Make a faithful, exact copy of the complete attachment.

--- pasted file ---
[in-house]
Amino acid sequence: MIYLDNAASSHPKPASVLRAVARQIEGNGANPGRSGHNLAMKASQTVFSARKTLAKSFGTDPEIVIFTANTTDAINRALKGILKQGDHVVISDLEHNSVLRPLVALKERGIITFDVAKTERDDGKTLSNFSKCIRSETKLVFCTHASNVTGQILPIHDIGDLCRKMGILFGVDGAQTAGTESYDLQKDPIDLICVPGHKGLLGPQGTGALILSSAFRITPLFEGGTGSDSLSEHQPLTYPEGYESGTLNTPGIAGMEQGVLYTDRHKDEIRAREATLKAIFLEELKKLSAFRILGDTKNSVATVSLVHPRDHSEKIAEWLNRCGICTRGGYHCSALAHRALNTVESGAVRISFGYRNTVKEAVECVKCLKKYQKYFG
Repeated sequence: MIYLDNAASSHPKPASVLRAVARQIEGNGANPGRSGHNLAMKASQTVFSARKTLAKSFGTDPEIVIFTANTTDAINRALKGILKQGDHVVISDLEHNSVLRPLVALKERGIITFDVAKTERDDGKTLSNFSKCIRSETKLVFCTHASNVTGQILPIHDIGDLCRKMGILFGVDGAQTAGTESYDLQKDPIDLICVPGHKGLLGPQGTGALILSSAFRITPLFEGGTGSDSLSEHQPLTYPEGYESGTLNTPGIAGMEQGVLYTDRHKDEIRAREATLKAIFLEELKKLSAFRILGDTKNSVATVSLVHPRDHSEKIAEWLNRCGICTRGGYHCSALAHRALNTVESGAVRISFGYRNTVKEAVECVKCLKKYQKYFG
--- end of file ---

[in-house]
Amino acid sequence: MIYLDNAASSHPKPASVLRAVARQIEGNGANPGRSGHNLAMKASQTVFSARKTLAKSFGTDPEIVIFTANTTDAINRALKGILKQGDHVVISDLEHNSVLRPLVALKERGIITFDVAKTERDDGKTLSNFSKCIRSETKLVFCTHASNVTGQILPIHDIGDLCRKMGILFGVDGAQTAGTESYDLQKDPIDLICVPGHKGLLGPQGTGALILSSAFRITPLFEGGTGSDSLSEHQPLTYPEGYESGTLNTPGIAGMEQGVLYTDRHKDEIRAREATLKAIFLEELKKLSAFRILGDTKNSVATVSLVHPRDHSEKIAEWLNRCGICTRGGYHCSALAHRALNTVESGAVRISFGYRNTVKEAVECVKCLKKYQKYFG
Repeated sequence: MIYLDNAASSHPKPASVLRAVARQIEGNGANPGRSGHNLAMKASQTVFSARKTLAKSFGTDPEIVIFTANTTDAINRALKGILKQGDHVVISDLEHNSVLRPLVALKERGIITFDVAKTERDDGKTLSNFSKCIRSETKLVFCTHASNVTGQILPIHDIGDLCRKMGILFGVDGAQTAGTESYDLQKDPIDLICVPGHKGLLGPQGTGALILSSAFRITPLFEGGTGSDSLSEHQPLTYPEGYESGTLNTPGIAGMEQGVLYTDRHKDEIRAREATLKAIFLEELKKLSAFRILGDTKNSVATVSLVHPRDHSEKIAEWLNRCGICTRGGYHCSALAHRALNTVESGAVRISFGYRNTVKEAVECVKCLKKYQKYFG